Yoga is a relaxation technique for your body and mind.  It consists of controlled breathing, posing and meditation. According to the  National Center for Complementary and Alternative Medicine, yoga may help with  depression by improving your mood and well-being by fighting off stress and  helping your muscles to relax. In the September 2010 issue of “The Journal of  Family Practice,” researchers state that the meditative aspect of yoga as well  as the physical component reduces self-reported symptoms of patients with  depression as effectively as anti-depressants or cognitive behavioral therapy  and more effectively than light therapy. (3)

Coffee is not often considered herbal in nature, but in fact, it is. The  caffeine contained in coffee is a stimulant and has a mild antidepressant  effect. It can cause agitation and insomnia in large doses.

Kava kava, an herb used ceremonially in the South Pacific, contains  kavalactones which provide sedative and anti-stress properties. It has been  shown to have anti-anxiety potential, but it should be used with caution due to  possible liver toxicity.

Add Omega-3 Fatty Acids to Your Diet

According to the University of Maryland Medical Center in the article Omega-3 Fatty Acids, people who do not eat enough omega-3 fatty acids on a regular basis are at more risk of suffering from depression than those who do eat enough. Omega-3 fatty acids are important components of nerve cell membranes and help nerve cells communicate with each other. Without proper communication between the nerve cells, mental health can suffer. You can add omega-3 fatty acids to your diet by eating cold-water fish such as salmon, tuna, herring or mackerel. Canola oil, flaxseed oil, flaxseeds and walnuts are also good sources of omega-3 fatty acids. Supplements are also available if you cannot get enough omega-3 fatty acids through the foods you eat. (4)

Herbal and Nutritional Supplements for SAD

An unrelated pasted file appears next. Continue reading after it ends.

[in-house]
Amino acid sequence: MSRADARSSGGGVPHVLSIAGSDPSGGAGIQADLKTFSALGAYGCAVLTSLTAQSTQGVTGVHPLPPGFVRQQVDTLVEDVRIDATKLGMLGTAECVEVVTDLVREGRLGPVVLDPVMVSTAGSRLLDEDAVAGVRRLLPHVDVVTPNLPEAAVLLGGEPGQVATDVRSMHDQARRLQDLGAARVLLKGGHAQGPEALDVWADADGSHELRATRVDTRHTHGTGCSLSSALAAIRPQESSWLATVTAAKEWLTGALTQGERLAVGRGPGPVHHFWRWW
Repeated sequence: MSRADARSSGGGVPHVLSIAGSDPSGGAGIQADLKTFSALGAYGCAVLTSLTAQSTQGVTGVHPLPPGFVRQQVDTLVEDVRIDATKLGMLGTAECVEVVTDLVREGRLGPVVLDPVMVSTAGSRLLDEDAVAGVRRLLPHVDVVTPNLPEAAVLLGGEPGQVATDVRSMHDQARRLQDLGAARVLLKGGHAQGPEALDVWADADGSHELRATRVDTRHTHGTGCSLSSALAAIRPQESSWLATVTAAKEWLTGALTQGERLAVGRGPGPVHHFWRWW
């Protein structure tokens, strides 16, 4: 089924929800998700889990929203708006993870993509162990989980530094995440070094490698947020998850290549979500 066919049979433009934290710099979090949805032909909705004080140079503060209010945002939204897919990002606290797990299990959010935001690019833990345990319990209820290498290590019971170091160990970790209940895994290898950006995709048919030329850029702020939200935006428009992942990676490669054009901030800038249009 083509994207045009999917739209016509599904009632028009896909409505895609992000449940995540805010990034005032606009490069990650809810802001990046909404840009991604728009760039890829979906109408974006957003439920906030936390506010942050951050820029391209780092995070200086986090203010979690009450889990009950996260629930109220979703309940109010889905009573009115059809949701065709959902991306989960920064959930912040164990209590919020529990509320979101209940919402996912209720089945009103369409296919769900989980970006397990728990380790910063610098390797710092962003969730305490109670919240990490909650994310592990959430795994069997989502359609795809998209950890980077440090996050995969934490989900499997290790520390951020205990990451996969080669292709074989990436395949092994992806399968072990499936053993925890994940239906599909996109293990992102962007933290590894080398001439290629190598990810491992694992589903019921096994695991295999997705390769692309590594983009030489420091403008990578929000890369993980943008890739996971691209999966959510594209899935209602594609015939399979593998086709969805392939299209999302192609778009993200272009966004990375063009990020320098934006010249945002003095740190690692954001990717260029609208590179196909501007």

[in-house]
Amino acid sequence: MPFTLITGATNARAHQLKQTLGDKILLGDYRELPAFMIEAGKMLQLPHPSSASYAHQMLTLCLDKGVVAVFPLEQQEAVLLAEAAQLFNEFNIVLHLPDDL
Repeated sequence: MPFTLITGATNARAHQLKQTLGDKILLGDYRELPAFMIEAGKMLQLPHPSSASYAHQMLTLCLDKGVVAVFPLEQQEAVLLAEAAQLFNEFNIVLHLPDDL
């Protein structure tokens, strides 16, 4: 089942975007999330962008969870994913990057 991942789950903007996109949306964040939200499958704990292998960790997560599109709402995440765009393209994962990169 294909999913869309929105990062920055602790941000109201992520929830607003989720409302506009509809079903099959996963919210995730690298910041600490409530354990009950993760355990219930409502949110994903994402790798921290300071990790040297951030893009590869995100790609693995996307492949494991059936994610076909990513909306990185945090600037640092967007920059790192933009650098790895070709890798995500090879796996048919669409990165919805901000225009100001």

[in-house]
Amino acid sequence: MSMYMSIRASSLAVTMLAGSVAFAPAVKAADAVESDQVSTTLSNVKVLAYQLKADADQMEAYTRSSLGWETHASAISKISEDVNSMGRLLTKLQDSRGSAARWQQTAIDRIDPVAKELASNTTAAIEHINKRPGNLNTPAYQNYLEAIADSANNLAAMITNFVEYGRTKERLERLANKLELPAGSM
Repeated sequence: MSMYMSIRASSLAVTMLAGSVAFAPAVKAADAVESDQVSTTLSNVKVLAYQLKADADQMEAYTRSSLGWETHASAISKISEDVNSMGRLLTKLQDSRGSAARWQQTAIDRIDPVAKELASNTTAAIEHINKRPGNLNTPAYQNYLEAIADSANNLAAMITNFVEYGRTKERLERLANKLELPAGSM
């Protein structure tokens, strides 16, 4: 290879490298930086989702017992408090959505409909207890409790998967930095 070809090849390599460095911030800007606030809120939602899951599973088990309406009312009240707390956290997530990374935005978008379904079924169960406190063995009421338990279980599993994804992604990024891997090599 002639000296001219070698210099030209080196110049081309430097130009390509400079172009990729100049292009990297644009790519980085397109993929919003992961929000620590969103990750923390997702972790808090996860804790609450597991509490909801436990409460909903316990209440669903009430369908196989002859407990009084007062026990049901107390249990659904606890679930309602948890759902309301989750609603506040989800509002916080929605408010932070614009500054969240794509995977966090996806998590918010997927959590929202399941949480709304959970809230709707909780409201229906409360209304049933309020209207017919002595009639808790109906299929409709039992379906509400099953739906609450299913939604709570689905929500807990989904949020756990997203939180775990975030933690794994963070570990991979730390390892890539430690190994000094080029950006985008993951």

Some herbal and nutritional supplements can help to alleviate the symptoms of SAD. The herbal supplement St. John’s wort can be effective in treating mild to moderate depression and anxiety. Another supplement, SAMe, can be effective in increasing serotonin and dopamine in the brain which affects mood. Melatonin, a natural hormone, also works well to regulate mood. Talk with your doctor before taking herbal or nutritional supplements especially if you are taking any prescription medications.(4)

Never underestimate the power of exercise in the treatment of SAD.  Even a brisk walk, dancing or doing some stretching exercises can be effective by releasing endorphins in your body that create a “natural high”.

Lotus Image:

Even if the sun is not shining perhaps one or more of these suggested therapies will find you smiling 🙂



(2). Holistic Online: Depression – Aromatherapy

(3). National Center for Complementary and Alternative Medicine: The  Status of Yoga Research


5 thoughts on “Alternatives to Pharmaceutical Drugs for Treating Seasonal Affective Disorder

  1. Amy H. says:

    Interesting facts and treatments!

  2. Butterfly Jen says:

    Who knew coffee is a mild antidepressant? Fascinating post thanks.

  3. Marty says:

    Great piece Angi MK

  4. Christina Borden says:

    Great info. must try these to guard against the winter blues.

  5. ER says:

    Awesome read and thanks a bunch.